Railway Investigation R15T0173

Runaway rolling stock, collision and derailment at CN MacMillan Yard, Vaughan, Ontario

The occurrence

At approximately 1330 on 29 July 2015, a Canadian National (CN) remote control yard assignment was pulling 91 cars (weight - 8972 tons, length - 6112 feet) up the hump lead track at CN’s MacMillan Yard. Near the top of the hump, the cars detached from the locomotives and the movement began to roll uncontrolled southward, down the grade and into the north end of track R-13 just as CN train A42241-29 (CN 422) was pulling northward into the track from the south end. The CN 422 crew was warned of the approaching uncontrolled movement and subsequently brought CN 422 (weight – 10171 tons, length – 11385 feet) to a controlled stop before evacuating to an area nearby.

The uncontrolled movement, led by 24 Class 111 tank cars loaded with petroleum crude oil (UN1267), reached a speed of more than 9 mph before colliding head-on with the lead locomotive of CN 422. The lead locomotive was shoved backwards about 400 feet which resulted in the derailment of 9 cars near the head-end of CN 422 and damaged 3 other cars on the adjacent track. There were no injuries and no dangerous goods leaked.

Map of the area

Investigator-in-charge

Photo of Don Mustard

Don Mustard is a Senior Investigator with Rail and Pipeline Investigations at the Transportation Safety Board of Canada (TSB). For the last 13 years he has been an Investigator-In-Charge (IIC), Standards and Performance Specialist, and team member on numerous completed rail and pipeline accident investigations, including Lac Mégantic. Previously, he spent 13 years providing geological and communication services to resource companies and Canada’s nuclear regulator.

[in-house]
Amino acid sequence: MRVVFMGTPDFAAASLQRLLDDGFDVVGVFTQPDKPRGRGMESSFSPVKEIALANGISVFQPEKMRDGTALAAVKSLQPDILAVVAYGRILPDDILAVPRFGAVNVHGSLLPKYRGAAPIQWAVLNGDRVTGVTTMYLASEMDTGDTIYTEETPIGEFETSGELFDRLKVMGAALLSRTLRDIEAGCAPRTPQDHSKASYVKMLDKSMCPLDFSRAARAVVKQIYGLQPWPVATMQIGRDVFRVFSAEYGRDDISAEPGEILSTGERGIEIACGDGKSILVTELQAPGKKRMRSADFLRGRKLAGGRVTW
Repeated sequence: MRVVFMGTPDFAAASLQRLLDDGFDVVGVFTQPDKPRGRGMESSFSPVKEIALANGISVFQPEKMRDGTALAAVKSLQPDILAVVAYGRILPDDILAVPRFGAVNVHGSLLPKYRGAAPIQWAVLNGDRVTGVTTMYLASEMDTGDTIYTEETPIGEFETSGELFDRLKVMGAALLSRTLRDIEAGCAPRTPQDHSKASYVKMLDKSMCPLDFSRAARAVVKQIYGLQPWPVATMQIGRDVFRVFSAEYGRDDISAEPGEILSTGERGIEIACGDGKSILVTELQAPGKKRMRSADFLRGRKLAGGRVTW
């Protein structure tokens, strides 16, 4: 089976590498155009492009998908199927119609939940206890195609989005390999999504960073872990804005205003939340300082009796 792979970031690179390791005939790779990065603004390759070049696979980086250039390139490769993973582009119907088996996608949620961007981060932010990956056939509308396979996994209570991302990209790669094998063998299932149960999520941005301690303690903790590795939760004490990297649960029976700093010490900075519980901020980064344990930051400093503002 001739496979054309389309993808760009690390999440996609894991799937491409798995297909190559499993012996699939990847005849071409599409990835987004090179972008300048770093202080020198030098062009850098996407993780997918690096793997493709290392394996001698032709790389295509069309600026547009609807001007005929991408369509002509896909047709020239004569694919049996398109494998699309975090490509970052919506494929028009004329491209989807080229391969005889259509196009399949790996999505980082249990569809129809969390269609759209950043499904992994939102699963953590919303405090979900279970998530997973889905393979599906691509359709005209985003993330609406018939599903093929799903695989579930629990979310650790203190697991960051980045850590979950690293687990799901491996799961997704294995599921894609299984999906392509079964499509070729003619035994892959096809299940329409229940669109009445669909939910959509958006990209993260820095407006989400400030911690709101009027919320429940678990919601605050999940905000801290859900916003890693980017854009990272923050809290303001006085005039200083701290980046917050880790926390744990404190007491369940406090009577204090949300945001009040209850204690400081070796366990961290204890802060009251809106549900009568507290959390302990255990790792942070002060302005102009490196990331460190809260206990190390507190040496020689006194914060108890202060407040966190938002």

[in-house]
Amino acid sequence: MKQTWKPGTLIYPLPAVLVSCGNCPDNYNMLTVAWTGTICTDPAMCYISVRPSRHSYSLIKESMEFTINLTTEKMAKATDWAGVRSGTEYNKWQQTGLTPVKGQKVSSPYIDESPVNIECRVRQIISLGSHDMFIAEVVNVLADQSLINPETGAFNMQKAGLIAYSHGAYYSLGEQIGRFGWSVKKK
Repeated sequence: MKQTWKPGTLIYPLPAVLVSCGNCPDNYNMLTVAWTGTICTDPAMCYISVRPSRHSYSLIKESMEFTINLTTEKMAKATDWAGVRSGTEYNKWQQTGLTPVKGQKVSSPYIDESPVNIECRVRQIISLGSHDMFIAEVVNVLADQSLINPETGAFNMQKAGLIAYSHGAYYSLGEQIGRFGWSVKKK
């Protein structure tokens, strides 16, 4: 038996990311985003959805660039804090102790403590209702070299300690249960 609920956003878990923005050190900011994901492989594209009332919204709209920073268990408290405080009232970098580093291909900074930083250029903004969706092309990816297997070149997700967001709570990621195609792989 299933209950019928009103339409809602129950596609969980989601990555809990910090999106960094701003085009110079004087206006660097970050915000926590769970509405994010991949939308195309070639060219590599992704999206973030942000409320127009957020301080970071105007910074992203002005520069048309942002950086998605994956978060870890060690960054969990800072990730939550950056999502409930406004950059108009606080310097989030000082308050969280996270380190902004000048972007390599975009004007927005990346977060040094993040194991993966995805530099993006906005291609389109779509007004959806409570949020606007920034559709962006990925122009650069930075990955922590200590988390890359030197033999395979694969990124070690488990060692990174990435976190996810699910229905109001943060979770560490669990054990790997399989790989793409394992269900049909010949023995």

Mr. Mustard holds a B.Sc. in Geology from the University of British Columbia, and a B.A.A. in Radio & Television Arts from Ryerson Polytechnic Univesity. In 2014, he received an Excellence in Investigation Award for his contributions in the investigation of the VIA Rail train derailment at Burlington and a Public Service Award of Excellence for his contributions to the Lac Mégantic investigation. His research work has been presented and published at international industry events such as the International Heavy Haul Association and the International Level Crossing Safety and Trespasser Prevention Symposium.

Photos

See more high resolution pictures on the TSB Flickr page.

Transportation Safety Board investigation process

There are 3 phases to a TSB investigation:

  1. Field phase: a team of investigators examines the occurrence site and wreckage, interviews witnesses and collects pertinent information.
  2. Examination and analysis phase: the TSB reviews pertinent records, tests components of the wreckage in the lab, determines the sequence of events and identifies safety deficiencies. When safety deficiencies are suspected or confirmed, the TSB advises the appropriate authority without waiting until publication of the final report.
  3. Report phase: a confidential draft report is approved by the Board and sent to persons and corporations who are directly concerned by the report. They then have the opportunity to dispute or correct information they believe to be incorrect. The Board considers all representations before approving the final report, which is subsequently released to the public.

For more information, see our Investigation process page.

The TSB is an independent agency that investigates marine, pipeline, railway and aviation transportation occurrences. Its sole aim is the advancement of transportation safety. It is not the function of the Board to assign fault or determine civil or criminal liability.


Media

Deployment notices

2015-07-30

TSB deploys team to MacMillan Yard in Toronto, Ontario, to assess runaway train
Read the deployment notice